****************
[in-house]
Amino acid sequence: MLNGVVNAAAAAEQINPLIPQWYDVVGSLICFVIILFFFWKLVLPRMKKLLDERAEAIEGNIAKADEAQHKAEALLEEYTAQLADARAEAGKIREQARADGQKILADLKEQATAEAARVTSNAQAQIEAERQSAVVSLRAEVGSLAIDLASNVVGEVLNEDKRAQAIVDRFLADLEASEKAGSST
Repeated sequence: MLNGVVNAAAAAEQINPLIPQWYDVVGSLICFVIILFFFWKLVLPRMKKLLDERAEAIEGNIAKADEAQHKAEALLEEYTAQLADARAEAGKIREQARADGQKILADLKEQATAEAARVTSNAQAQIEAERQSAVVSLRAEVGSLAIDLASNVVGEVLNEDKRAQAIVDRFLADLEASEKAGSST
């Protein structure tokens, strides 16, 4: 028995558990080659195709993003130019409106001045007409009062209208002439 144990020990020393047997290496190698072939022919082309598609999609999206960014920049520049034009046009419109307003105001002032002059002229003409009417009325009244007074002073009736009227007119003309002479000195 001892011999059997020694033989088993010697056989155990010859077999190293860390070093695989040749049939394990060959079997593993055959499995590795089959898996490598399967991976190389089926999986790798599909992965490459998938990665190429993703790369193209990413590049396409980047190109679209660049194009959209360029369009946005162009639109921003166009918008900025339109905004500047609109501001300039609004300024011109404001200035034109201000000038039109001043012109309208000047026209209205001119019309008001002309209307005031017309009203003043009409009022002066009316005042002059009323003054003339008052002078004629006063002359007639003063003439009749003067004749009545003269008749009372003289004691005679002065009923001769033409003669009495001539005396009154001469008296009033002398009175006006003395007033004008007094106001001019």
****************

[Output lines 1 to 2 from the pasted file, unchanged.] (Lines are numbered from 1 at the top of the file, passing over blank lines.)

[in-house]
Amino acid sequence: MLNGVVNAAAAAEQINPLIPQWYDVVGSLICFVIILFFFWKLVLPRMKKLLDERAEAIEGNIAKADEAQHKAEALLEEYTAQLADARAEAGKIREQARADGQKILADLKEQATAEAARVTSNAQAQIEAERQSAVVSLRAEVGSLAIDLASNVVGEVLNEDKRAQAIVDRFLADLEASEKAGSST